Theresa May told to 'raise her game' in Tory MP's outburst

Theresa May has been ordered to raise her game by a Conservative MP and former minister who says her government is guilty of “timidity and lack of ambition”.

Nick Boles launched an extraordinary attack on his party leader on Twitter, listing the controversy over the release of John Worboys, the housing crisis and NHS funding as key areas of concern.

The politician has been delivering a critique of government policy in recent months through the publication of a series of chapters from his new book, Square Deal, about how to revitalise modern Conservatism.

But he appeared to snap over the decision of the justice secretary, David Gauke, not to seek a judicial review into the Parole Board’s decision to free Worboys after less than 10 years in prison. The 60-year-old taxi driver was jailed in 2009 for assaults on 12 women in London. The government had looked into the possibility of a legal challenge but decided against it after consulting lawyers.

Boles told the Guardian: “We need ministers to have the courage of their convictions and not be bamboozled by the advice of officials trying to justify the system.”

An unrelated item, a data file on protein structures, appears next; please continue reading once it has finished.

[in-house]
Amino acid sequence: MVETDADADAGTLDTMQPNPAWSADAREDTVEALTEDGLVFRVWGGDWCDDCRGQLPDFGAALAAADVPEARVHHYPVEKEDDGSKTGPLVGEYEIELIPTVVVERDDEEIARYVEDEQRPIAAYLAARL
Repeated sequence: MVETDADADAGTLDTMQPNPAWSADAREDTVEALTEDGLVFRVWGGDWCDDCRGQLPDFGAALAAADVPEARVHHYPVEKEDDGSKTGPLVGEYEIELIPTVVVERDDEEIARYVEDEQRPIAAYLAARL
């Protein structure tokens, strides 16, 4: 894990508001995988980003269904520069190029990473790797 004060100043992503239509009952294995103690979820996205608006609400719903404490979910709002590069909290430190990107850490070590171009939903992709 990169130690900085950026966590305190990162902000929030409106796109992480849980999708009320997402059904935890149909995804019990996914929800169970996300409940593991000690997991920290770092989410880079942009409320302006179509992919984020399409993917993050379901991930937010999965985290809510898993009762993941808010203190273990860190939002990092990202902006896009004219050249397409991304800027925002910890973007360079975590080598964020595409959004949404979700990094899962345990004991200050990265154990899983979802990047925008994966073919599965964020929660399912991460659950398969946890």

It came after he tweeted:

The MP, who returned to constituency work in September after battling cancer, argued that the Worboys decision was the final straw because a judicial review would have been an opportunity for ministers to express their anger. He said they should have pushed ahead even if there was only a 10% chance of victory.

His book has called for a bolder approach to economic, housing and health policy, demanding the Tories bring an end to the “age of austerity” and focus on investment and driving up productivity. The former skills minister said that would help tackle the lack of growth in wages.

He has also suggested re-branding national insurance to fund the NHS and social care.

Boles, who was a key figure in Michael Gove’s unsuccessful leadership bid, told the Sun that he wanted Downing Street to “pull their finger out” and for May to lead, be bold and definite. “When I came back, I said we needed a new story, a new set of ambitions. I put it in friendly terms and I just feel we’re moving backwards,” he said.

Powered by Guardian.co.ukThis article was written by Anushka Asthana Political editor, for theguardian.com on Friday 19th January 2018 23.28 Europe/Londonguardian.co.uk © Guardian News and Media Limited 2010